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Motion for Reconsideration After Final Award - What are your thoughts?

Should the rules of ADR providers include a limited provision for the parties to file a motion for reconsideration after issuance of the Final Award? If so, on what grounds would such a motion be entertained? For example, a need to correct a clear error of fact (i.e., the arbitrator/panel having (inadvertently) misread/misconstrued a piece of evidence), an intervening change in controlling law, or the emergence of new evidence not previously available?

Please provide your thoughts/comments below.

Comments (12)

Reconsideration: no. Correction, completion, and clarification: yes

Institutional arbitration rules generally give arbitrators authority to consider timely requests by a party to correct an award (see, for example, AAA Commercial Arbitration Rule 50). Under the AAA Rules, the arbitrators are not permitted to re-determine the merits of the claim. CPR, however, allows arbitrators to make an additional award as to claims or counterclaims presented in the arbitration but not determined in the award (CPR Administered Rule 15.6).

Despite the limitations in the rules, most jurisdictions allow arbitrators broader authority to clarify or modify the award on the request of a party. Parties should examine the relevant jurisdiction's arbitration laws to determine whether this is permitted, but generally:

*Arbitrators can correct a mistake that is apparent on the face of the award.

* Where the award does not adjudicate an issue that has been submitted, then regarding that issue, the arbitrators have not exhausted their function and it remains open to them for subsequent determination.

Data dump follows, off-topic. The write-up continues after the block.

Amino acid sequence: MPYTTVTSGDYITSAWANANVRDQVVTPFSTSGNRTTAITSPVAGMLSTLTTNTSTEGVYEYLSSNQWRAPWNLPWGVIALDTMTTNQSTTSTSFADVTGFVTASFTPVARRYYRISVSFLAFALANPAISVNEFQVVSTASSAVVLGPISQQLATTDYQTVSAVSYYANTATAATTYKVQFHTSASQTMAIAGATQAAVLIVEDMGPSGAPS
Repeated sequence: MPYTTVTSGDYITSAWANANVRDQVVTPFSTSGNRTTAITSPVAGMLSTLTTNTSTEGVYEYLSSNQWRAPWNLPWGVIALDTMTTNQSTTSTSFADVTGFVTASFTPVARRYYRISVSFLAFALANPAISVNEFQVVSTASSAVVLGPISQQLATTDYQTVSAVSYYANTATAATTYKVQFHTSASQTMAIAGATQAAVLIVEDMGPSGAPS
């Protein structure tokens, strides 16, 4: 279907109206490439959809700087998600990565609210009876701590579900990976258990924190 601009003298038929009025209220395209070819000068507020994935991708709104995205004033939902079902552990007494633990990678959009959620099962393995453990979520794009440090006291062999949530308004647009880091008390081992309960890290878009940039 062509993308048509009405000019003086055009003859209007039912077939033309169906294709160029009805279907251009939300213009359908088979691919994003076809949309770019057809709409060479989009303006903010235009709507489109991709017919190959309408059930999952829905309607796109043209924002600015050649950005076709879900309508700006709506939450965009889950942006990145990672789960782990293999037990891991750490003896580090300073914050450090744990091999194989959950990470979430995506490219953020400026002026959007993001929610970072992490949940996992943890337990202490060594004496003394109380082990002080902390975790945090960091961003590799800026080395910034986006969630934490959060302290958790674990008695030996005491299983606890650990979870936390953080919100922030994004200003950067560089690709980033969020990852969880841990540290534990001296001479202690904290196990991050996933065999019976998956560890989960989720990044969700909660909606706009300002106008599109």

* Where the award, although seemingly complete, leaves doubt whether the submission has been fully executed, an ambiguity arises that arbitrators are entitled to clarify.

(See Play Star, S.A. De C.V. v. Haschel Exp. Corp., 2003 WL 1961625, at *3, n. 5 (S.D.N.Y. Apr. 28, 2003) (quoting Colonial Penn Ins. Co. v. Omaha Indem. Co., 943 F.2d 327, 332 (3d Cir. 1991)).)

Hon William G. Bassler:

This is just one more step towards the judicialization of arbitration.
The chances of three arbitrators misreading or misconstruing a piece of evidence are quite low.
The liklihood of an intervening change in controlling law even lower and the emergence of new evidence not previously available almost non existent.
Providing this procedural mechanism would add just one more unnecessary expense. When will it end ?
Judge Bassler

Steven Certilman:

A party can seek the vacation of an award “(4) where the arbitrators exceeded their powers, or so imperfectly executed them that a mutual, final, and definite award upon the subject matter submitted was not made.” 9 USC 10. Short of that, the higher values are cost effectiveness and expeditious resolution. I say no.

I favor the existing law in some states and some ADR provider rules that permit, in a very short window, Arbitrator correction of obvious technical defects "not affecting the merits of the award." I'm dead set against permitting reconsideration motions in the form of "I lost. Please reconsider. I want to be the winner."

One of arbitration' hallmarks is finality. There would be no end to the process by allowing these motions.

Talk about opening Pandora's box! It seems to me that if there is a provision for reopening a case, even on narrow grounds, that clever lawyers will try to expand those grounds when the case doesn't come out the way they like. And then there is the matter of who adjudicates the challenge. The time tested rule of 'when it's over, it's over' seems like the best way to me. It should be the responsibility of the parties' attorneys during the hearing to make sure that the arbitrator(s) fully understand the facts so that no errors will creep in during their pre-award study.